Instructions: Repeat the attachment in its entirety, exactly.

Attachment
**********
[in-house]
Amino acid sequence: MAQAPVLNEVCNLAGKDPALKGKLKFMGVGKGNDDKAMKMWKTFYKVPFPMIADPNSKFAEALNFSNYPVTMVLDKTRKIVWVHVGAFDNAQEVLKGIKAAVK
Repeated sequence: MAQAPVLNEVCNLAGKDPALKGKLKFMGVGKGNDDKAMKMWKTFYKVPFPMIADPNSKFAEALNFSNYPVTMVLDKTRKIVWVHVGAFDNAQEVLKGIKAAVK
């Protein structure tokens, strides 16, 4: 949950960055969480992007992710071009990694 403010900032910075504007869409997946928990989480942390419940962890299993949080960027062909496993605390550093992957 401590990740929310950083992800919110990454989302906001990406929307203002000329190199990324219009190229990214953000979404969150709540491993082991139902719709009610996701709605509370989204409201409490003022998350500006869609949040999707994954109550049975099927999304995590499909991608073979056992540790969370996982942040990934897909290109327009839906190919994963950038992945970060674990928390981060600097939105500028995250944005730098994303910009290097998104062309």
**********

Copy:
[in-house]
Amino acid sequence: MAQAPVLNEVCNLAGKDPALKGKLKFMGVGKGNDDKAMKMWKTFYKVPFPMIADPNSKFAEALNFSNYPVTMVLDKTRKIVWVHVGAFDNAQEVLKGIKAAVK
Repeated sequence: MAQAPVLNEVCNLAGKDPALKGKLKFMGVGKGNDDKAMKMWKTFYKVPFPMIADPNSKFAEALNFSNYPVTMVLDKTRKIVWVHVGAFDNAQEVLKGIKAAVK
């Protein structure tokens, strides 16, 4: 949950960055969480992007992710071009990694 403010900032910075504007869409997946928990989480942390419940962890299993949080960027062909496993605390550093992957 401590990740929310950083992800919110990454989302906001990406929307203002000329190199990324219009190229990214953000979404969150709540491993082991139902719709009610996701709605509370989204409201409490003022998350500006869609949040999707994954109550049975099927999304995590499909991608073979056992540790969370996982942040990934897909290109327009839906190919994963950038992945970060674990928390981060600097939105500028995250944005730098994303910009290097998104062309």